T he original sculpture for casting in bronze can be made of numerous materials.
In my own work for bronze I have modelled the original in clay, (terra cotta or stoneware), which gives a fine and subtle impression, almost down to a fingerprint.
On completion of the clay original, a silicon rubber mould in a plaster or fibreglass case is made by a specialist mould maker.
This mould is then passed to a bronze foundry. A hollow wax cast is taken from the mould and the sculptor is invited to make any reparations or changes that might be necessary.
Following this, a refractory cement casing is gradually built up around the wax sculpture, internally and externally, with runners and risers.
After cooling, this refractory cement mould is hammered and drilled off and discarded to reveal the bronze sculpture – which looks as if it has gone through fire!
At this stage, with large pieces, some blemishes may need the expertise of a welder. It is then sand blasted and chased to remove any small blemishes.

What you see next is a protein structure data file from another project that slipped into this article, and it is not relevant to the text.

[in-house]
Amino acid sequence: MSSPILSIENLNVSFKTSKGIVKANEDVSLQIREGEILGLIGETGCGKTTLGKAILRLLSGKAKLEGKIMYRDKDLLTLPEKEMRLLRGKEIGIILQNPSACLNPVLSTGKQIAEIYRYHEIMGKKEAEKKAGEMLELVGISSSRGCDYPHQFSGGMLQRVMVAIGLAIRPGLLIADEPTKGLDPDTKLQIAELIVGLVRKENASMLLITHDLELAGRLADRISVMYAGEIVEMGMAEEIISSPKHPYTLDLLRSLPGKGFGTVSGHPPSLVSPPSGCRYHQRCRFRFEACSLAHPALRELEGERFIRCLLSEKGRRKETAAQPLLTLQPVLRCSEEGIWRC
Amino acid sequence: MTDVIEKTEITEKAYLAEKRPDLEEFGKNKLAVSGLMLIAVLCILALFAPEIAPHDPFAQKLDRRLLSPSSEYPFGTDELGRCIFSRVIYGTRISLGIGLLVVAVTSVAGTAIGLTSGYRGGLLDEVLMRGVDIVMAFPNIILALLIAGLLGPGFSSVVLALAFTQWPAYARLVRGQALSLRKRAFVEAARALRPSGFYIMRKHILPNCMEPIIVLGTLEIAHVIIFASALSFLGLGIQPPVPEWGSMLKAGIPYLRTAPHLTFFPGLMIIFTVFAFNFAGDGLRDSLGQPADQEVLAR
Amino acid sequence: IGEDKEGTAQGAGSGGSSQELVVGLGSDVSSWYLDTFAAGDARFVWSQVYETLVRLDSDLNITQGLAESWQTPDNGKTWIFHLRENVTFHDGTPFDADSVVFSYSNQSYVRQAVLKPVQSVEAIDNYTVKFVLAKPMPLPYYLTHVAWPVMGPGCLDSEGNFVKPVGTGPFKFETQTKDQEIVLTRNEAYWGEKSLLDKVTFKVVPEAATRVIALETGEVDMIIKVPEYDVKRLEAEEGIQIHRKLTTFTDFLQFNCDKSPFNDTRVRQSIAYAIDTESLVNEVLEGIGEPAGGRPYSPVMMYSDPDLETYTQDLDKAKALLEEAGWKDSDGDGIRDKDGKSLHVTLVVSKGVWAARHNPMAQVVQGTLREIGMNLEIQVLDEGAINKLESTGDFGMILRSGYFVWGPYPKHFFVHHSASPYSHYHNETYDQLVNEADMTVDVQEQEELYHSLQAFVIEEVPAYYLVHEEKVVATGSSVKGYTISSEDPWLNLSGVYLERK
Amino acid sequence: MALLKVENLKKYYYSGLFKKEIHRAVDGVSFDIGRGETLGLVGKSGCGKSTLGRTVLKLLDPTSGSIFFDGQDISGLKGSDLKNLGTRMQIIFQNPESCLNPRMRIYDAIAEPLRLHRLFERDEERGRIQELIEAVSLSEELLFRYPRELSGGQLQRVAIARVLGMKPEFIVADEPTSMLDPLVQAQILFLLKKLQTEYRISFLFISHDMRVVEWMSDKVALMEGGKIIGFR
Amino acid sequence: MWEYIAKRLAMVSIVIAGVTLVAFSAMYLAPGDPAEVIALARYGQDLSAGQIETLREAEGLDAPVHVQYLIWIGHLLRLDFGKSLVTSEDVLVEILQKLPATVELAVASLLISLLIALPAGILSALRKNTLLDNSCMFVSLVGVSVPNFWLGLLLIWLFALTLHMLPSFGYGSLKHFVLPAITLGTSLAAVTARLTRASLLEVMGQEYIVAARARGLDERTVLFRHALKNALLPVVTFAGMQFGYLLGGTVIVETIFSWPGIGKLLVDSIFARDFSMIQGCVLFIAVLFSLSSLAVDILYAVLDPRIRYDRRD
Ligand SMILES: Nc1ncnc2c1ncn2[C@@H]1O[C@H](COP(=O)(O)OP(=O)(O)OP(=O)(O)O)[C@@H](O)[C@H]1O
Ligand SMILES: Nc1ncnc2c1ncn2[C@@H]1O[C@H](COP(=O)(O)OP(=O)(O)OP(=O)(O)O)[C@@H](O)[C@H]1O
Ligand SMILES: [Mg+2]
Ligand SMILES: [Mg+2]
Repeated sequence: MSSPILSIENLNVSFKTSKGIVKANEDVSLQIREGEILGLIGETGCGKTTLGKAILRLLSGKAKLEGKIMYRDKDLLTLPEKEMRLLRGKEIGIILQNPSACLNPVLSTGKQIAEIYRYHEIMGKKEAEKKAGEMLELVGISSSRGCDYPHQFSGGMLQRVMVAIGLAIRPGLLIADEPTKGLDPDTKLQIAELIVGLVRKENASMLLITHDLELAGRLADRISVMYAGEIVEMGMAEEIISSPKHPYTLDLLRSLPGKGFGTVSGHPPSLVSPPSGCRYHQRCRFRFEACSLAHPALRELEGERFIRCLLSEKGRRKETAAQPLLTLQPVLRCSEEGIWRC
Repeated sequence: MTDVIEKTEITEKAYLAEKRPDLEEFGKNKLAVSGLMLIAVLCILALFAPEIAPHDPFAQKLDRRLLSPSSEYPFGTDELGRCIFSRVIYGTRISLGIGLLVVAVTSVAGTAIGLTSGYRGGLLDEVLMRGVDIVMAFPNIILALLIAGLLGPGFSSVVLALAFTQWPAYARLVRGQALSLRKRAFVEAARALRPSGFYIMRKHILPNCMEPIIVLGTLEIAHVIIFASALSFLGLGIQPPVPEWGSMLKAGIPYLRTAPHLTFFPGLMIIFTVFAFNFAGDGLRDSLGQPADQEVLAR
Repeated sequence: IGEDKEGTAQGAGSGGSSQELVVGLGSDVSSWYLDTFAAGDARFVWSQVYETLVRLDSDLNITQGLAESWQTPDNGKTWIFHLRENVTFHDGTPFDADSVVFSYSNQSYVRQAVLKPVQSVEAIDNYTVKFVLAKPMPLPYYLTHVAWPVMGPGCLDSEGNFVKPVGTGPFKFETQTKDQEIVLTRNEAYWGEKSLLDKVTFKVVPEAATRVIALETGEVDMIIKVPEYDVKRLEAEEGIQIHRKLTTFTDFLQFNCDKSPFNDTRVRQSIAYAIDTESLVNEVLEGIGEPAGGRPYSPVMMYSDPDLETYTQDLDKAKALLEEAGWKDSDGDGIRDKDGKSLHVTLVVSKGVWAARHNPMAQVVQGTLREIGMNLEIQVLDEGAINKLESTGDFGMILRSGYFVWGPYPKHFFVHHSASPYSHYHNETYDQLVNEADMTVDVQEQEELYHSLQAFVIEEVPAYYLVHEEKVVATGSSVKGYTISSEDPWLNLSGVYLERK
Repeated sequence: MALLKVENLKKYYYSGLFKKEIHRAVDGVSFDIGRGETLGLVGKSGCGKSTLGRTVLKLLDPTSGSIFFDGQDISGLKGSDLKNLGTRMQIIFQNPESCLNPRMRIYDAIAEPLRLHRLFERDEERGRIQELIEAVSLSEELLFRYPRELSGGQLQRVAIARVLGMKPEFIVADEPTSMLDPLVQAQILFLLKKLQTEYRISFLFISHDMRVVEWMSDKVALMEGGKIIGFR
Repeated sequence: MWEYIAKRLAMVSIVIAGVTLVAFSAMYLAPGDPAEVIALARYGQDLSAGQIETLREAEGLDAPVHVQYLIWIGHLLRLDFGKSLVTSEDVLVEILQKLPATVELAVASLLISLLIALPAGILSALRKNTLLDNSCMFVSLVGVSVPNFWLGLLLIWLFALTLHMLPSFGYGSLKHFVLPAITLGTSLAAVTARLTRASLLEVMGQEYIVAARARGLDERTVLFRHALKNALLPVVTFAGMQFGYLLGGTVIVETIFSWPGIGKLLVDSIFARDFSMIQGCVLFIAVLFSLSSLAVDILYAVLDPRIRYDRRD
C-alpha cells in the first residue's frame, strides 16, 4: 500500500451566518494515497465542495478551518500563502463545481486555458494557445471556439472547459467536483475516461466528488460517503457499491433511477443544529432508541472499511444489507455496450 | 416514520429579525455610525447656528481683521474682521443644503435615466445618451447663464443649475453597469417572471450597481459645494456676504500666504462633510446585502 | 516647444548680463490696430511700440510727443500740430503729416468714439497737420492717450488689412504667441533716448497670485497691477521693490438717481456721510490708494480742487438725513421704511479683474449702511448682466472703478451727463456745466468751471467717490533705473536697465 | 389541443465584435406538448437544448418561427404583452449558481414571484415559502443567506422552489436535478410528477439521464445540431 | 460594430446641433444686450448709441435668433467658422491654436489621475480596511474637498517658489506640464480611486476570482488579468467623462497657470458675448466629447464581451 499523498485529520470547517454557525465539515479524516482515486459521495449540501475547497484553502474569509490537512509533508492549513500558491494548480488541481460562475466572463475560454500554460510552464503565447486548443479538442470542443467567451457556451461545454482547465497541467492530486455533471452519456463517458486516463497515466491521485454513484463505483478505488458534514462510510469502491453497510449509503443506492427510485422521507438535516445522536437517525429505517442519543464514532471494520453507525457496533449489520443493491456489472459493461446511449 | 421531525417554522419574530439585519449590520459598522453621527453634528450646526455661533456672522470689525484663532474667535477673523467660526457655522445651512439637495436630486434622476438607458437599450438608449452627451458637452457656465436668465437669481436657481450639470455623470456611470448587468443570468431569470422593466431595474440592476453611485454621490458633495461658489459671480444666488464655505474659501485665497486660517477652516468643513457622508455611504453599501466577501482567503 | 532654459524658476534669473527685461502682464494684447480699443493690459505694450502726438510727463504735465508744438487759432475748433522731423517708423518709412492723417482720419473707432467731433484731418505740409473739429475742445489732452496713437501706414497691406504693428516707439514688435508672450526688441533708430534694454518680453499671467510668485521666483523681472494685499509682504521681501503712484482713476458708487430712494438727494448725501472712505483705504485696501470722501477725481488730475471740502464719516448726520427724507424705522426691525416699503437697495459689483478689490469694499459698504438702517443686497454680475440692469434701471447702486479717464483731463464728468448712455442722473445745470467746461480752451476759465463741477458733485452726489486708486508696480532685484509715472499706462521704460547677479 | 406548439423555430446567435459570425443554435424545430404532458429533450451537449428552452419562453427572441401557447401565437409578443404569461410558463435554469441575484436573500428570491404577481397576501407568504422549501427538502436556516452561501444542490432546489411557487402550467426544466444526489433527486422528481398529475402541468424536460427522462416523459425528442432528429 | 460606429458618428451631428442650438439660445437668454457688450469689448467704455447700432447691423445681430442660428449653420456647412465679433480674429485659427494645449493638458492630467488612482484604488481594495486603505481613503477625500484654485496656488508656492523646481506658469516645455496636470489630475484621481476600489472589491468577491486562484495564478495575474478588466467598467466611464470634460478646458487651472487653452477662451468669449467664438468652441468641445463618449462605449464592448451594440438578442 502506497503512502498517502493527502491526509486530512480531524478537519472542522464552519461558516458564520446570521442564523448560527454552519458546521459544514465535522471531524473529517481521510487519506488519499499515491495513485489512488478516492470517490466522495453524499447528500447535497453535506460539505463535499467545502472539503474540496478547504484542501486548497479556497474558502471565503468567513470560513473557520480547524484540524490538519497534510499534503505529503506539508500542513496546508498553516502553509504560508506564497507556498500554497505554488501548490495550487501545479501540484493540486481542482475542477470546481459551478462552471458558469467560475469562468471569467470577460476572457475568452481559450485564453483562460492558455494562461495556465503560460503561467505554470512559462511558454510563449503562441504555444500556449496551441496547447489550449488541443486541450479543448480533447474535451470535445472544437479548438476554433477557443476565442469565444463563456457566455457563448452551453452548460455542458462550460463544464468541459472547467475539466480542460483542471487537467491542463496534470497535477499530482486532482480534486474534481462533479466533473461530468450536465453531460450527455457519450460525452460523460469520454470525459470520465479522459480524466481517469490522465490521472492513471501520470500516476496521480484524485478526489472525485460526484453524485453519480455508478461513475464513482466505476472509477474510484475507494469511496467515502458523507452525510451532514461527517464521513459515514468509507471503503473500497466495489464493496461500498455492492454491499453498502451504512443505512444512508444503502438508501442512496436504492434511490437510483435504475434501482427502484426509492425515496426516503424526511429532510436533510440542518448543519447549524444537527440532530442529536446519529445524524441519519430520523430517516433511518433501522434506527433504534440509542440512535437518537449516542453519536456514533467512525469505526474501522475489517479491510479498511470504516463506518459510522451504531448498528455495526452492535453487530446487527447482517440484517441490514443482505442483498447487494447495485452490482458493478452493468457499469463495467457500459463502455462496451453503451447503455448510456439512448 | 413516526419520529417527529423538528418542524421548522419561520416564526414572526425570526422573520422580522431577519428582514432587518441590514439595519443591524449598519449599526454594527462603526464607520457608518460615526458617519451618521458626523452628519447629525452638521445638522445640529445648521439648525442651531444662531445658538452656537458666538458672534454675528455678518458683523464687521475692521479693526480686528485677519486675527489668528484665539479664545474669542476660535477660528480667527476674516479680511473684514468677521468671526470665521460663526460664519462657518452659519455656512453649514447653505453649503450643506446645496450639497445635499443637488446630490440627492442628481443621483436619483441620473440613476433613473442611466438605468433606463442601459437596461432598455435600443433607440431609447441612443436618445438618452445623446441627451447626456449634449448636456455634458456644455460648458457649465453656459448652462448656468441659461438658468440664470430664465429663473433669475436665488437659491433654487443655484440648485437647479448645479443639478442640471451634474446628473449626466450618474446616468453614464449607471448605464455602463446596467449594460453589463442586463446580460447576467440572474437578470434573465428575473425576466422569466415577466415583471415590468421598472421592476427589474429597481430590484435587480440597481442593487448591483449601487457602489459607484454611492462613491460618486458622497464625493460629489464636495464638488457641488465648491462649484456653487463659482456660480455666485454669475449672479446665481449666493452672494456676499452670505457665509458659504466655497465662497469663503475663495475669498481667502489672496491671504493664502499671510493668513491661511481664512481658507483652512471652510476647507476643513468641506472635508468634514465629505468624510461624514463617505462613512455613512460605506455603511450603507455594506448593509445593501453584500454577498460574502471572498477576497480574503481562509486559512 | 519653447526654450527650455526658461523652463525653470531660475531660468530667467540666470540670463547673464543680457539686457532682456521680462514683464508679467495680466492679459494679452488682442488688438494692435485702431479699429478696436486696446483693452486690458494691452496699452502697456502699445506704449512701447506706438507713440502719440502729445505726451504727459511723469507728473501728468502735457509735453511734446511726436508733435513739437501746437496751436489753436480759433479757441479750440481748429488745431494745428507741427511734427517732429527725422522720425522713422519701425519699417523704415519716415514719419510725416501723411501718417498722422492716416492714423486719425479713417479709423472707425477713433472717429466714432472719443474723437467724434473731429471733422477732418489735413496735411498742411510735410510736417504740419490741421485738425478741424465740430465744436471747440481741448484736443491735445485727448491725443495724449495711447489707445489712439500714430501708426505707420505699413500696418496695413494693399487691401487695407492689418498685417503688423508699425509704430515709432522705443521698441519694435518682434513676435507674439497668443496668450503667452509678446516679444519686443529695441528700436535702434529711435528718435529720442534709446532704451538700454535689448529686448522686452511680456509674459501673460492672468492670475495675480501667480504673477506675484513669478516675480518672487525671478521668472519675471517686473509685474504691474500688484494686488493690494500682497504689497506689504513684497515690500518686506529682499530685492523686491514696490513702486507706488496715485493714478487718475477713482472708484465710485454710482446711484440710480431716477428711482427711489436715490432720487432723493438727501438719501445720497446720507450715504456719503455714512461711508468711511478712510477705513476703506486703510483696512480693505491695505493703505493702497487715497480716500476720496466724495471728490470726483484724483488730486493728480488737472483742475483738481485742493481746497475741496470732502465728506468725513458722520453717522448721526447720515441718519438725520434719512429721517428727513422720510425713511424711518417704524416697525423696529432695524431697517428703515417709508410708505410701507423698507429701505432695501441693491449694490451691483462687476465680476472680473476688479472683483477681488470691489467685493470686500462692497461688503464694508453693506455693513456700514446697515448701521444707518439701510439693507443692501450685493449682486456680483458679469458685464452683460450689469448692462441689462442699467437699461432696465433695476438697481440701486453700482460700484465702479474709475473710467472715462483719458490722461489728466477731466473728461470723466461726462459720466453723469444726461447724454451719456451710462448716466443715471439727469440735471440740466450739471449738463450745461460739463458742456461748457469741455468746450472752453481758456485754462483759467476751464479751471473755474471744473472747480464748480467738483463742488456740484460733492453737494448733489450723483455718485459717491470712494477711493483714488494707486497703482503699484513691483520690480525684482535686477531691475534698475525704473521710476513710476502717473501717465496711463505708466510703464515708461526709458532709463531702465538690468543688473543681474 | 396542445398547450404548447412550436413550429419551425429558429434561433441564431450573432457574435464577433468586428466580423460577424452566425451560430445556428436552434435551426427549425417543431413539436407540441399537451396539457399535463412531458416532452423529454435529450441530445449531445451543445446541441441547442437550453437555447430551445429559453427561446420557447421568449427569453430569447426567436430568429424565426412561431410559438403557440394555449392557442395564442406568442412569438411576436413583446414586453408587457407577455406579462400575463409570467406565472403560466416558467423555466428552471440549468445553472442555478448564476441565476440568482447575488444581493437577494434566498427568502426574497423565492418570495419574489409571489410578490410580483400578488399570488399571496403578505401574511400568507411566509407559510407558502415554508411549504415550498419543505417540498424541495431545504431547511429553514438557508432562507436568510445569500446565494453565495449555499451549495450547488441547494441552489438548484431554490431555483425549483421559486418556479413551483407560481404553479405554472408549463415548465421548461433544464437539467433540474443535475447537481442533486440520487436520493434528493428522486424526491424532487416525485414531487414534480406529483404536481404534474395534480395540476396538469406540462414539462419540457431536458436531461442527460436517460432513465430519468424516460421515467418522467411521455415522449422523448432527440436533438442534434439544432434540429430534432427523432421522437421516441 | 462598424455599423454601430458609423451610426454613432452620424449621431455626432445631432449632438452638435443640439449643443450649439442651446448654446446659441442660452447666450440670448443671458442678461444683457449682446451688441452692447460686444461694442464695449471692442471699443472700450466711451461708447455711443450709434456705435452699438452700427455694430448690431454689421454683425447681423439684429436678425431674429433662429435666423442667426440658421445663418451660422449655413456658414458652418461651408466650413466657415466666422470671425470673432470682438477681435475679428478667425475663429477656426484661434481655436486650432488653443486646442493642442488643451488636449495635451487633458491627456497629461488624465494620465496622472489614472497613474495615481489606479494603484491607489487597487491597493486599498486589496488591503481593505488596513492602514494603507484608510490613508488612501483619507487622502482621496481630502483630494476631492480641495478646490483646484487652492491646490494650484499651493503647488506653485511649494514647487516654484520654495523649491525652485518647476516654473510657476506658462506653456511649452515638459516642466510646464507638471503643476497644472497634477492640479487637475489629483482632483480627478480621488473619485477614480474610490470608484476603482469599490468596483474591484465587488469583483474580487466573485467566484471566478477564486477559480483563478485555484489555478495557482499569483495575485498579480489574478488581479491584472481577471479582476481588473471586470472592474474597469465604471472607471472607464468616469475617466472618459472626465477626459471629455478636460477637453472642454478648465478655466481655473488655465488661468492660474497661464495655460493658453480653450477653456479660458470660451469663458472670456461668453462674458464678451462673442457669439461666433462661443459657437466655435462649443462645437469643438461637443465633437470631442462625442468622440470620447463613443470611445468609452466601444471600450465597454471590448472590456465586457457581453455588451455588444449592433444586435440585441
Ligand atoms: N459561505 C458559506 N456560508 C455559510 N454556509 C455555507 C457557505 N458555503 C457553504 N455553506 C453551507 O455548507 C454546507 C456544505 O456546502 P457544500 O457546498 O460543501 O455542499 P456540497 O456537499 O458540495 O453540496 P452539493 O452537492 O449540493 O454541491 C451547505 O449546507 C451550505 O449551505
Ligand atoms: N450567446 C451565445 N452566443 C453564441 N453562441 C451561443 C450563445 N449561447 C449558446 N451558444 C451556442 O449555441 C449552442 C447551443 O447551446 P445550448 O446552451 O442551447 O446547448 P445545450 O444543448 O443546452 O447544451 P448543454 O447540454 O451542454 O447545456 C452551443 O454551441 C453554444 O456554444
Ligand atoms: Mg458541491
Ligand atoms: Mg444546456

The final chasing is often carried out by the sculptor. A finish for the bronze is created with various chemicals depending on the colour required. This is burned into the sculpture, followed by hot wax.
Solid bronze casting is a labour intensive process using an expensive, but beautiful and durable, material.
The original silicon mould taken from the clay sculpture is still intact and can be used for further casts in bronze for a Limited Edition or in casts in other less expensive materials.
For example, cold cast bronze, using powdered bronze with resin and fibreglass is, relatively, much cheaper, but still has a similar appearance.
Much less expensive casts can also be taken in Herculite 2, a very strong but not weather resistant, plaster.
Sometimes the original clay head survives the mould making process and can be hollowed out and kiln fired.